Who Chooses the Doctor?

The workers’ compensation system provides important rights and responsibilities for both employees and employers.  Employees can rest easy knowing that they can receive benefits and medical care costs if they suffer a work-related injury.  Employers can also feel a sense of relief knowing that the workers’ compensation system means that the employee cannot sue for the injury, except in certain limited circumstances.  Despite these reassuring facts, workers’ compensation does require several important procedural steps.  One of the most obvious is that the injured employee will have to get medical attention.  As the medical diagnoses and care are clearly an integral part of the workers’ compensation case, employers may wonder who gets to choose the doctor for the employee?

The medical care provider plays an essential role in the workers’ compensation case.  The doctor will diagnose the condition and determine if the injury was a result of working conditions.  The doctor will also decide how long the employee must stay out of work and what accommodations are necessary when the employee does return to the work force.  The doctor will also decide when the employee’s medical condition has stabilized and whether the employee has any permanent disability.

Before an injury occurs, an employee has the right to “predesignate” his or her personal doctor.  This means that if and when the employee sustains a work related injury, he or she can go directly to that personal, pre-designated physician for treatment.  California labor code 4600 requires employers to give employees the necessary paperwork to predesignate a treating physician.

If an employee has failed to predesignate a health care provider, then he or she will likely not be able to choose the initial physician that he or she sees for treatment of the industrial injury.  Typically the workers’ compensation insurance provider or the employer itself will have a “medical provider network.”  The employee will need to choose a doctor who is included in that network.  There are some important exceptions to this general rule.  First, if the employee needs emergency care, it is not required that he or she use a physician including in the medical provider network.  In addition, if the employer has failed to provide certain required notices or information, the employee may also not be required to use a doctor in the MPN.

We have extensive experience helping our clients understand the workers’ compensation process and how it can impact their business.  Contact us today for a consultation to talk about your business.

When to hire a PI

Employers work hard to make sure that their employees are safe from injury on the job.  Unfortunately, there are times that despite the most careful precautions, an employee sustains a work-related injury and will accordingly submit a claim for workers’ compensation.  The vast majority of employees who submit a claim for workers’ compensation are validly injured and will want to return to work as soon as possible.  Unfortunately, there are a handful of dishonest people who will try to abuse the system.  If you are an employer who suspects your employee is not being totally honest about the work related injury, you may consider hiring a private investigator.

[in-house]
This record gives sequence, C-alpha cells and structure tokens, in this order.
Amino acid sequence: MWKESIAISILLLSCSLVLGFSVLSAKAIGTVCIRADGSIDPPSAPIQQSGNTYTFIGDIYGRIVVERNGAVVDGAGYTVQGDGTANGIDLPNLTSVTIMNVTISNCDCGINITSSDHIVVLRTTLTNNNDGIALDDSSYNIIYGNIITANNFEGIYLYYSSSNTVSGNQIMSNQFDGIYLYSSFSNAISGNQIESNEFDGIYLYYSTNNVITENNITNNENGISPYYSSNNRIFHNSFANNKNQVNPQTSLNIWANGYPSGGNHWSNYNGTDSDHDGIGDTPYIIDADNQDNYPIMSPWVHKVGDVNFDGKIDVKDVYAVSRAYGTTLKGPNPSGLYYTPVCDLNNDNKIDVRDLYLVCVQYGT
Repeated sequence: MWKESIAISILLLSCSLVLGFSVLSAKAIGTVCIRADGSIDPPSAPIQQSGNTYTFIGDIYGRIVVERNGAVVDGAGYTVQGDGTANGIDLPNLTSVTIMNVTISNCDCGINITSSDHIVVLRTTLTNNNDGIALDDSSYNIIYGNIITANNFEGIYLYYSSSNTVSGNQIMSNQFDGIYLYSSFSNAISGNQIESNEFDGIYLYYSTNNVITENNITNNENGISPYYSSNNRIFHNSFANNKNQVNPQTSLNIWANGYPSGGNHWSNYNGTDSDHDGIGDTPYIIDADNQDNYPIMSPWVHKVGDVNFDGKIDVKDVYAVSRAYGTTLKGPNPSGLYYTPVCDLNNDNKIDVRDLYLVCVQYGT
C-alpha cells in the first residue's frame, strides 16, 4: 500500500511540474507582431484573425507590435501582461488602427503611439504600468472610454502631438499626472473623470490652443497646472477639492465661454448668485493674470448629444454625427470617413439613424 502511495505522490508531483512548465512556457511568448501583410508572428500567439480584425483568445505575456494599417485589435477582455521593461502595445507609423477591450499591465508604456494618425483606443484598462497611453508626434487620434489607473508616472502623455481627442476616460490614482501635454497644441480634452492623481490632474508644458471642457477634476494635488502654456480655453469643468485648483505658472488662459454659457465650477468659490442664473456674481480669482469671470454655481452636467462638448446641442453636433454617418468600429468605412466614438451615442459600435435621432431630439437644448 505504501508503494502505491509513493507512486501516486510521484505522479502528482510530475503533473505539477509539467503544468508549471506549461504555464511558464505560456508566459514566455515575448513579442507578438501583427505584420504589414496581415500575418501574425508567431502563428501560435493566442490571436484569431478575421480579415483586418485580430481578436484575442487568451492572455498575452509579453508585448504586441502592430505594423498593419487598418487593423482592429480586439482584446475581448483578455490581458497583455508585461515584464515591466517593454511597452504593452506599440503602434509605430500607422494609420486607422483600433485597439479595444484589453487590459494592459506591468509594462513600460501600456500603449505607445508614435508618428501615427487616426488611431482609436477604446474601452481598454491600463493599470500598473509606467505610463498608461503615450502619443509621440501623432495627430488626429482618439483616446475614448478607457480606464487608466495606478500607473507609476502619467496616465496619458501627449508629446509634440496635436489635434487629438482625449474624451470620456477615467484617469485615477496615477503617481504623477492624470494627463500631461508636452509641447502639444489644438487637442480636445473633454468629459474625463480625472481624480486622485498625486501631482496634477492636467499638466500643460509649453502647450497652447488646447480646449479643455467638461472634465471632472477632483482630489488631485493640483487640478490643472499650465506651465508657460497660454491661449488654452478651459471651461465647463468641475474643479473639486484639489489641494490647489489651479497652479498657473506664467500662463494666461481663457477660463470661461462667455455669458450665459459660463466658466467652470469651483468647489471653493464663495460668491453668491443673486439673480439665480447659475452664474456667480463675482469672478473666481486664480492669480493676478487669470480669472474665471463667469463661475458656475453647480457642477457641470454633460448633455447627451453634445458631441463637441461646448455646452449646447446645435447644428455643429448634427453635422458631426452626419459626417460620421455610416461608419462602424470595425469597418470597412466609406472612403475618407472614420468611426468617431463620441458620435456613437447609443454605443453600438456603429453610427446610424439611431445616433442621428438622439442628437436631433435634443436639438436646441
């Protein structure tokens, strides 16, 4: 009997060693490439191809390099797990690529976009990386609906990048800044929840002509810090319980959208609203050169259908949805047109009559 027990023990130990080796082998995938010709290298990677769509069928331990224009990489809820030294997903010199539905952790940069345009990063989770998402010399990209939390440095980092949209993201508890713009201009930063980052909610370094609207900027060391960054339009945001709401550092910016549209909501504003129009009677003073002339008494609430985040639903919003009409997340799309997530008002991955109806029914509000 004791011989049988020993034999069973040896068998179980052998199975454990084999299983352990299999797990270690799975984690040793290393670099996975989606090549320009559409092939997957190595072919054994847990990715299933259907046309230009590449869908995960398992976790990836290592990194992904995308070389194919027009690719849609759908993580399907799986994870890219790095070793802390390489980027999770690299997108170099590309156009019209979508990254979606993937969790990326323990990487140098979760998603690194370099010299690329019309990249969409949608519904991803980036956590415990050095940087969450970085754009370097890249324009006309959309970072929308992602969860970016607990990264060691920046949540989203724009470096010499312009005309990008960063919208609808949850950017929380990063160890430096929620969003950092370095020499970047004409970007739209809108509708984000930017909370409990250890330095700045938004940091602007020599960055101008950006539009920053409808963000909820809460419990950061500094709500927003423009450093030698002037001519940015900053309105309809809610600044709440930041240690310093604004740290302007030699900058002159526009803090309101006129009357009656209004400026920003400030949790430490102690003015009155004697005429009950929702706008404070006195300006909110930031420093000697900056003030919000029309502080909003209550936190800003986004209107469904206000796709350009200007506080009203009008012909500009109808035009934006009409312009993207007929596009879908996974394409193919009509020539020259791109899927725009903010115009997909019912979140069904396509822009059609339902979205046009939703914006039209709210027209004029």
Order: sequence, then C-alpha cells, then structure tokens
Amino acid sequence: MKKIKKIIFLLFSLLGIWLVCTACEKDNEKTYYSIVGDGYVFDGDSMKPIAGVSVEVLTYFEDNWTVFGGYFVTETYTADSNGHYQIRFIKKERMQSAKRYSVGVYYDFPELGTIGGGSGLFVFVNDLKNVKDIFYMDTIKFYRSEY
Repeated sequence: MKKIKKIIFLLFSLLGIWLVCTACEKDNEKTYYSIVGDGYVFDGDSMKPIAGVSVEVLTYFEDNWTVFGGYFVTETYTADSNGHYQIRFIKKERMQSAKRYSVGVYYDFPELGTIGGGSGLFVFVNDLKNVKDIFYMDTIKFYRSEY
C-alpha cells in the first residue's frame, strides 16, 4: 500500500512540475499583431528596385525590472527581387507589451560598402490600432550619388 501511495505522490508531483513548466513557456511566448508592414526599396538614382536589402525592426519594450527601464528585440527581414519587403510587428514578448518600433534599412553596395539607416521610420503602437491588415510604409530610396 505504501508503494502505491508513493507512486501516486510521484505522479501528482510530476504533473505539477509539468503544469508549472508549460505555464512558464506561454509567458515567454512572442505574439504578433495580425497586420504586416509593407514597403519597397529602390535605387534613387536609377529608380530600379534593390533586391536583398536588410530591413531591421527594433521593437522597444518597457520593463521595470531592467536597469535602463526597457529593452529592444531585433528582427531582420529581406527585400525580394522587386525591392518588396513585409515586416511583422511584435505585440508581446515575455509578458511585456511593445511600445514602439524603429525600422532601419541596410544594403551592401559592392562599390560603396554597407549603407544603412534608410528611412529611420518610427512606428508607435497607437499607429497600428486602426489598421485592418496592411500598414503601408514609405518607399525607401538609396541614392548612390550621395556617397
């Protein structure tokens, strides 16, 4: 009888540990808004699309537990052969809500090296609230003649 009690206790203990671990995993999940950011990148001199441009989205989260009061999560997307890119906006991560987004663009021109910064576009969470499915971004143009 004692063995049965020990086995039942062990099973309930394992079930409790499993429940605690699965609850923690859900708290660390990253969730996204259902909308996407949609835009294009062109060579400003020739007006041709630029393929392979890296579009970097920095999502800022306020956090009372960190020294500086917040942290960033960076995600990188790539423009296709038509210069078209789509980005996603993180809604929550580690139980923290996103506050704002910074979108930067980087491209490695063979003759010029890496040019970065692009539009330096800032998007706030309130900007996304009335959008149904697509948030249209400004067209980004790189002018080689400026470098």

One reason you may want to consider hiring a private investigator is if the medical reports fail to match up with the severity of the injury that the employee is reporting.  This could be both in terms of the acute symptoms as well as how long it is taking the employee to recover.  When an employee commits fraud by exaggerating the severity or duration of his or her injury, it is called “malingering,” and can be a good reason to hire a private investigator.

Another reason could be if the employee’s social media shows him or her engaging in activities that do not seem compatible with the injury.  For example, if the employee states the his or her back pain prevents him or her for standing or sitting for any longer than thirty minutes, but social media indicates the employee spends weekends hiking, hiring a private investigator can help provide more proof of fraud.

Another red flag for fraud that may suggest you want to hire a private investigator is if the employee has filed lots of workers’ compensation cases in the past.  This may indicate that the employee knows how to “work the system” and has made a habit of filing fraudulent claims and malingering.  Hiring a private investigator can help you get details about past claims as well as information about how the employee is spending his or her time away from work.

A private investigator can fill many roles, such as setting up surveillance, collecting information from the internet, and talking to witnesses to the event.  The private investigator can help you uncover fraud and move forward.

We have experience assisting our clients with fraudulent workers’ compensation claims.  Call us today to talk about your business.

Beltran v Structural Steel

Although many may think of the workers’ compensation system as quite adversarial, like other civil law suits, workers’ compensation has some unique features which require that employer and employee work together.  After an employee is injured on the job, he or she will visit a treating physician, who may then determine the worker can only return to work with particular physical restrictions and limitations.  When a worker is determined to be permanently disabled, the employer is obligated to provide accommodations to the injured worker so he or she can return to work.  Where returning to the same position is not possible, the employer will offer the injured worker another position that will pay at least 85% of the salary the injured worker was making in the position he or she was working at the time of injury.  If the employer is unable to make such an offer or the employee refuses the job, then the employee may receive supplemental job displacement benefits (SJDB).  These benefits are given in the form of providing a voucher to the injured worker.  The voucher can then be used by the employee to pay for education, retraining, or skill enhancement at particular accredited schools.  Recent case law from the Workers’ Compensation Appeals Board (WCAB) discusses whether the employer and employee may agree that the employee should receive a SJDB voucher during a settlement.